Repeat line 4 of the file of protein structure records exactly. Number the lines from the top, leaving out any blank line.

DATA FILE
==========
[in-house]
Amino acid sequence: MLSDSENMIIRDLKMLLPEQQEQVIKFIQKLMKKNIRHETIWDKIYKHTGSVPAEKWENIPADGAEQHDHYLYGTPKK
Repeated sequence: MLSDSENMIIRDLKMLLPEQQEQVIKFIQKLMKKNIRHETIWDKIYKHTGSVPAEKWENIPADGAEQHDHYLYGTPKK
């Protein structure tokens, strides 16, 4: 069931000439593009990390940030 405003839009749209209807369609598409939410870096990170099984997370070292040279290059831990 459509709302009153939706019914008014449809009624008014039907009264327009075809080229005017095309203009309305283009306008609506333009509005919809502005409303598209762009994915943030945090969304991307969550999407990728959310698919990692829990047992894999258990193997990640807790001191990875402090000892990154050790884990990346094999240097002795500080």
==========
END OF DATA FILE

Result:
């Protein structure tokens, strides 16, 4: 069931000439593009990390940030 405003839009749209209807369609598409939410870096990170099984997370070292040279290059831990 459509709302009153939706019914008014449809009624008014039907009264327009075809080229005017095309203009309305283009306008609506333009509005919809502005409303598209762009994915943030945090969304991307969550999407990728959310698919990692829990047992894999258990193997990640807790001191990875402090000892990154050790884990990346094999240097002795500080």